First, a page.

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Credit Scorecard Modeling Using Observation Weights

When creating a creditscorecard object, the table used for the input data argument either defines or does not define observational weights. If the data does not use weights, then the "counts" for Good, Bad, and Odds are used by credit score card functions. However, if the optional WeightsVar argument is specified when creating a creditscorecard object, then the "counts" for Good, Bad, and Odds are the sum of weights.

For example, here is a snippet of an input table that does not define observational weights:

Input table snippet for creating a creditscorecard object

If you bin the customer age predictor data, with customers up to 45 years old in one bin, and 46 and up in another bin, you get these statistics:

Statistics for "good" and "bad" for one bin up to 45 years old and 46 and up in a second bin

Good means the total number of rows with a 0 value in the status response variable. Bad the number of 1’s in the status column. Odds is the ratio of Good to Bad. The Good, Bad, and Odds is reported for each bin. This means that there are 381 people in the sample who are 45 and under who paid their loans, 241 in the same age range who defaulted, and therefore, the odds of being good for that age range is 1.581.

Suppose that the modeler thinks that people 45 and younger are underrepresented in this sample. The modeler wants to give all rows with ages up to 45 a higher weight. Assume that the modeler thinks the up to 45 age group should have 50% more weight than rows with ages 46 and up. The table data is expanded to include the observation weights. A Weight column is added to the table, where all rows with ages 45 and under have a weight of 1.5, and all other rows a weight of 1. There are other reasons to use weights, for example, recent data points may be given higher weights than older data points.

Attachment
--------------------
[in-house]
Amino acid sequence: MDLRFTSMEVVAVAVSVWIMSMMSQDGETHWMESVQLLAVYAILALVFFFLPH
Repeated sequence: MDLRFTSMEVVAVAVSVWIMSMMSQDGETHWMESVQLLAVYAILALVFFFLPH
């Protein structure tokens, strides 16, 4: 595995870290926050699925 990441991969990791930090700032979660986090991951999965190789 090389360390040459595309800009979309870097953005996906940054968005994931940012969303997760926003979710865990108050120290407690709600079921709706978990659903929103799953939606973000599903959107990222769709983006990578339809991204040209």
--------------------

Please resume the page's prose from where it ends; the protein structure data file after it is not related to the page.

Table demonstrating weights depending on the predictor for CustAge

If you bin the weighted data based on age (45 and under, versus 46 and up) the expectation is that each row with age 45 and under must count as 1.5 observations, and therefore the Good and Bad “counts” are increased by 50%:

Table snippet demonstrating the effect of weights on "good" and "bad"

The “counts” are now “weighted frequencies” and are no longer integer values. The Odds do not change for the first bin. The particular weights given in this example have the effect of scaling the total Good and Bad counts in the first bin by the same scaling factor, therefore their ratio does not change. However, the Odds value of the total sample does change; the first bin now carries a higher weight, and because the odds in that bin are lower, the total Odds are now lower, too. Other credit scorecard statistics not shown here, such as WOE and Information Value are affected in a similar way.

In general, the effect of weights is not simply to scale frequencies in a particular bin, because members of that bin will have different weights. The goal of this example is to demonstrate the concept of switching from counts to the sum of weights.

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